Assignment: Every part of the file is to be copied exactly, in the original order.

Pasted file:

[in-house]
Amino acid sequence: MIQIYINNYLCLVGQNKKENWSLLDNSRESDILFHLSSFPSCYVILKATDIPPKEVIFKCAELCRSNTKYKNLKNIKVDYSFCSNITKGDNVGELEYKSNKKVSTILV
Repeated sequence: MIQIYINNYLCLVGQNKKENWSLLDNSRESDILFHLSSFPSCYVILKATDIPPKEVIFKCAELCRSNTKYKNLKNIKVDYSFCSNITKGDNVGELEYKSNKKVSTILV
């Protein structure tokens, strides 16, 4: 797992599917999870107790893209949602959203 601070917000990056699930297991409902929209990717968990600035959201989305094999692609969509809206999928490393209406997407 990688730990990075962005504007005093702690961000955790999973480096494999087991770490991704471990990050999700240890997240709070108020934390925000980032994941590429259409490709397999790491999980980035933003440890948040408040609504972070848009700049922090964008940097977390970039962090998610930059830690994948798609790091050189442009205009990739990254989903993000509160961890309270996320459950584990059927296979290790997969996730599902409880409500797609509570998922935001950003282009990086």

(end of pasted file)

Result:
[in-house]
Amino acid sequence: MIQIYINNYLCLVGQNKKENWSLLDNSRESDILFHLSSFPSCYVILKATDIPPKEVIFKCAELCRSNTKYKNLKNIKVDYSFCSNITKGDNVGELEYKSNKKVSTILV
Repeated sequence: MIQIYINNYLCLVGQNKKENWSLLDNSRESDILFHLSSFPSCYVILKATDIPPKEVIFKCAELCRSNTKYKNLKNIKVDYSFCSNITKGDNVGELEYKSNKKVSTILV
């Protein structure tokens, strides 16, 4: 797992599917999870107790893209949602959203 601070917000990056699930297991409902929209990717968990600035959201989305094999692609969509809206999928490393209406997407 990688730990990075962005504007005093702690961000955790999973480096494999087991770490991704471990990050999700240890997240709070108020934390925000980032994941590429259409490709397999790491999980980035933003440890948040408040609504972070848009700049922090964008940097977390970039962090998610930059830690994948798609790091050189442009205009990739990254989903993000509160961890309270996320459950584990059927296979290790997969996730599902409880409500797609509570998922935001950003282009990086």